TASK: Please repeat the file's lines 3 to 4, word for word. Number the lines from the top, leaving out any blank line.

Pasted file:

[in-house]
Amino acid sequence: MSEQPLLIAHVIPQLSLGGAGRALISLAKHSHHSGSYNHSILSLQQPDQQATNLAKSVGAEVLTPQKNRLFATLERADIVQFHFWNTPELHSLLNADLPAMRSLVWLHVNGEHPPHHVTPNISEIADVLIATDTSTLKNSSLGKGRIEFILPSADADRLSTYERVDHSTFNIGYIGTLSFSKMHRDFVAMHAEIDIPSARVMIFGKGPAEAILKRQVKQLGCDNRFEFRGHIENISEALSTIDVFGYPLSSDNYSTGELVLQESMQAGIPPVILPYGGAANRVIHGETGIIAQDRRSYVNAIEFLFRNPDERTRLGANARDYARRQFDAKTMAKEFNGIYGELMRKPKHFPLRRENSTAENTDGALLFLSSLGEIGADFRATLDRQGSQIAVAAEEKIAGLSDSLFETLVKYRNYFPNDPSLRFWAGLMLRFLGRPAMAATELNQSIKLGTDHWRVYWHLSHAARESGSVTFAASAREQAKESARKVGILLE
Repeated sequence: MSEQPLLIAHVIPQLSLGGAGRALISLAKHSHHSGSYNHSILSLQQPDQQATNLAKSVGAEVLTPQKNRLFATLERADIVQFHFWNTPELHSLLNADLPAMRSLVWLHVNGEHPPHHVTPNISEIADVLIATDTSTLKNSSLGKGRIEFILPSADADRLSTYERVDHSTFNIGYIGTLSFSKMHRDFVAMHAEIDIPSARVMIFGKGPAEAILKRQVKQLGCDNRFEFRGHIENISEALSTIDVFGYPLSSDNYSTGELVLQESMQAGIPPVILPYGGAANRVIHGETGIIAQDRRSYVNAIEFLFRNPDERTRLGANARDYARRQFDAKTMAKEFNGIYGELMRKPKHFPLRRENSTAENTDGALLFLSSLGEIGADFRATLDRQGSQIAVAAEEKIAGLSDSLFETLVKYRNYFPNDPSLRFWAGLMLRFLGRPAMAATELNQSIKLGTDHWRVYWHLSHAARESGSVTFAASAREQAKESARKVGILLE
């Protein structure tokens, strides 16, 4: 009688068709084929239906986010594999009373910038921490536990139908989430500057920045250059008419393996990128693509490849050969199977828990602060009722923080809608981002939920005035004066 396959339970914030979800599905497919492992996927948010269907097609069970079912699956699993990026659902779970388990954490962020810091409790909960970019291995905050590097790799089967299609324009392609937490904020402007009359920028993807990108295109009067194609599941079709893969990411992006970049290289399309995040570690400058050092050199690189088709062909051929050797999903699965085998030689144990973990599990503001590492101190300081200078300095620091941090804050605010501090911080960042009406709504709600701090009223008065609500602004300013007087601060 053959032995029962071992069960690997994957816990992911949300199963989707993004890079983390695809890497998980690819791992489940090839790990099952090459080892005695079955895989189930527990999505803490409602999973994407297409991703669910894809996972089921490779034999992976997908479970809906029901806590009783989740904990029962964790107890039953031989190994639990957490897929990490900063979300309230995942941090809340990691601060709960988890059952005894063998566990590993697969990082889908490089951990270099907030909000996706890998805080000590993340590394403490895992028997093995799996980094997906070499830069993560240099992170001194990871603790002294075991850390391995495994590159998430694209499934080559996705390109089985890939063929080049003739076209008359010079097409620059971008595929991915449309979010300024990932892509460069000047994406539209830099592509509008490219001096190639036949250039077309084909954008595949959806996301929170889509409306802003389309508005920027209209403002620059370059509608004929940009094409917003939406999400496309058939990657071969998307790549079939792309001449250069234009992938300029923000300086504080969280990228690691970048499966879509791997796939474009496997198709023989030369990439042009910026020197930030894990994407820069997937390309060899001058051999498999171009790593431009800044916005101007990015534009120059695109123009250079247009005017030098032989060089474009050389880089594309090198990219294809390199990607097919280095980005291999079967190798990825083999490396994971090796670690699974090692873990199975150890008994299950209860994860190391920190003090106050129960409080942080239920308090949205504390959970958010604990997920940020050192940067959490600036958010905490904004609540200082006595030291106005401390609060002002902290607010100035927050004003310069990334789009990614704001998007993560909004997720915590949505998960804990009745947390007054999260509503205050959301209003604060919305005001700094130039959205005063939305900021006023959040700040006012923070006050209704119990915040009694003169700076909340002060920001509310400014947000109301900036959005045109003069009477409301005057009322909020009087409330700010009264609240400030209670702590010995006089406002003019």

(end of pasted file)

Repeated sequence: MSEQPLLIAHVIPQLSLGGAGRALISLAKHSHHSGSYNHSILSLQQPDQQATNLAKSVGAEVLTPQKNRLFATLERADIVQFHFWNTPELHSLLNADLPAMRSLVWLHVNGEHPPHHVTPNISEIADVLIATDTSTLKNSSLGKGRIEFILPSADADRLSTYERVDHSTFNIGYIGTLSFSKMHRDFVAMHAEIDIPSARVMIFGKGPAEAILKRQVKQLGCDNRFEFRGHIENISEALSTIDVFGYPLSSDNYSTGELVLQESMQAGIPPVILPYGGAANRVIHGETGIIAQDRRSYVNAIEFLFRNPDERTRLGANARDYARRQFDAKTMAKEFNGIYGELMRKPKHFPLRRENSTAENTDGALLFLSSLGEIGADFRATLDRQGSQIAVAAEEKIAGLSDSLFETLVKYRNYFPNDPSLRFWAGLMLRFLGRPAMAATELNQSIKLGTDHWRVYWHLSHAARESGSVTFAASAREQAKESARKVGILLE
């Protein structure tokens, strides 16, 4: 009688068709084929239906986010594999009373910038921490536990139908989430500057920045250059008419393996990128693509490849050969199977828990602060009722923080809608981002939920005035004066 396959339970914030979800599905497919492992996927948010269907097609069970079912699956699993990026659902779970388990954490962020810091409790909960970019291995905050590097790799089967299609324009392609937490904020402007009359920028993807990108295109009067194609599941079709893969990411992006970049290289399309995040570690400058050092050199690189088709062909051929050797999903699965085998030689144990973990599990503001590492101190300081200078300095620091941090804050605010501090911080960042009406709504709600701090009223008065609500602004300013007087601060 053959032995029962071992069960690997994957816990992911949300199963989707993004890079983390695809890497998980690819791992489940090839790990099952090459080892005695079955895989189930527990999505803490409602999973994407297409991703669910894809996972089921490779034999992976997908479970809906029901806590009783989740904990029962964790107890039953031989190994639990957490897929990490900063979300309230995942941090809340990691601060709960988890059952005894063998566990590993697969990082889908490089951990270099907030909000996706890998805080000590993340590394403490895992028997093995799996980094997906070499830069993560240099992170001194990871603790002294075991850390391995495994590159998430694209499934080559996705390109089985890939063929080049003739076209008359010079097409620059971008595929991915449309979010300024990932892509460069000047994406539209830099592509509008490219001096190639036949250039077309084909954008595949959806996301929170889509409306802003389309508005920027209209403002620059370059509608004929940009094409917003939406999400496309058939990657071969998307790549079939792309001449250069234009992938300029923000300086504080969280990228690691970048499966879509791997796939474009496997198709023989030369990439042009910026020197930030894990994407820069997937390309060899001058051999498999171009790593431009800044916005101007990015534009120059695109123009250079247009005017030098032989060089474009050389880089594309090198990219294809390199990607097919280095980005291999079967190798990825083999490396994971090796670690699974090692873990199975150890008994299950209860994860190391920190003090106050129960409080942080239920308090949205504390959970958010604990997920940020050192940067959490600036958010905490904004609540200082006595030291106005401390609060002002902290607010100035927050004003310069990334789009990614704001998007993560909004997720915590949505998960804990009745947390007054999260509503205050959301209003604060919305005001700094130039959205005063939305900021006023959040700040006012923070006050209704119990915040009694003169700076909340002060920001509310400014947000109301900036959005045109003069009477409301005057009322909020009087409330700010009264609240400030209670702590010995006089406002003019």